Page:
Washington — For years, the chocolate and candy industry has wrestled with a U.S. sugar program that primarily benefits a handful of mega-billionaire sugar processors. Now, in an effort to modernize the program, candymakers are being joined by other businesses that include sugar as a main ingredient in their products, in calling on Congress to take action.
“Sugar prices in the United States are among the highest of any major market in the world because of special protections put in place by the federal government that date back to the Depression,” Gina Giallella, owner of a small bakery in New Jersey, wrote in the Moorestown Patch bulletin. “These outdated policies are artificially driving up sugar costs by restricting imports and putting taxpayers on the hook for unnecessary subsidies.”
NCA reports current policy forces U.S. manufacturers to pay twice as much for sugar than the rest of the world, putting into sharp focus the competitive disadvantage facing American companies because of the sugar program.
In an effort to achieve a level playing field, businesses that include sugar as an ingredient in their products are urging Congress to support the Sugar Policy Modernization Act of 2017 (H.R. 4265 / S. 2086), a modest reform that doesn’t abolish the current program or hurt farmers. The bill would eliminate government buybacks, and ensure that any loan taken out by sugar processors is repaid in full. It would also give the USDA the authority to better respond to ever-changing market demands, aligning the supply chain with free market principles. Through the modernized program, an adequate supply of sugar would be created, based on a reasonable competitive approach that reaches from the farm to the retail shelf, without risking an appropriate safety net for farmers.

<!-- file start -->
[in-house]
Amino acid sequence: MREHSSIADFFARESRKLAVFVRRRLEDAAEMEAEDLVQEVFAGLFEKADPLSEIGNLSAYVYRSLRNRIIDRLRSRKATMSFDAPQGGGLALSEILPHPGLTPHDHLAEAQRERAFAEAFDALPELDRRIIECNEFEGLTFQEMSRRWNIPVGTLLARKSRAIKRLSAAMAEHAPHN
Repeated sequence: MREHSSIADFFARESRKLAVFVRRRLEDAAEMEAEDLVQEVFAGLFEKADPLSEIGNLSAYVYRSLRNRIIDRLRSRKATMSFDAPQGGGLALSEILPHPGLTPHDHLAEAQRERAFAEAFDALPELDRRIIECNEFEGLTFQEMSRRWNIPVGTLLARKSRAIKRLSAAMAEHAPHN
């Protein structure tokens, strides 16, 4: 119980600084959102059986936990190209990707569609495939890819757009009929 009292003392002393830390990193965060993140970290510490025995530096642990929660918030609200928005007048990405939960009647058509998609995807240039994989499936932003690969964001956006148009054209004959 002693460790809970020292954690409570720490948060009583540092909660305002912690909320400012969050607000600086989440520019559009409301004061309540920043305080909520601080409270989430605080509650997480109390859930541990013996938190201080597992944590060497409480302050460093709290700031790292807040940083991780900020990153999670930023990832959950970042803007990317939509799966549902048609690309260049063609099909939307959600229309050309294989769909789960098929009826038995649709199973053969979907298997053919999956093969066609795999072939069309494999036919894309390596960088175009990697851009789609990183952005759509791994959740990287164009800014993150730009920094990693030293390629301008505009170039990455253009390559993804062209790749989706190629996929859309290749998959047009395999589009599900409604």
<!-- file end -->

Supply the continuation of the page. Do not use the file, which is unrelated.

“The Sugar Policy Modernization Act would reform the government’s sugar subsidy program, which costs food manufacturers and American consumers billions of dollars each year, while benefiting only a handful of wealthy sugar corporations,” wrote Tim Fogerty, CEO of Bissinger’s Handcrafted Chocolatier. “The U.S. sugar program keeps the price of domestic sugar artificially high, at nearly twice the global market level. This forces companies like mine to operate at higher costs, hindering our ability to compete, create jobs and grow our business.”
According to the U.S. Census Bureau, the current subsidy program has already cost the U.S. 123,000 food manufacturing jobs from 1997-2015, while the American Enterprise Institute reports the program costs consumers up to $4 billion a year in hidden taxes.
“I encourage all our congressional representatives to . . . support the Sugar Policy Modernization Act,” Fogerty wrote. “It’s time to reform subsidy programs that only benefit a handful of wealthy and politically powerful sugar corporations at the expense of everyone else. It’s time to reform the U.S. sugar subsidy program.”
“As a local baker who purchases this inflated sugar for use in the wonderful treats we bake in our shop, I know we can do better, and lower the cost of sugar to businesses like mine so we can see savings,” Angel David Ortiz, owner of Noyes Bakery in California, wrote in his local newspaper. “Reform the sugar program so we stop subsidizing these sugar growers, and we start supporting small business jobs in our communities.”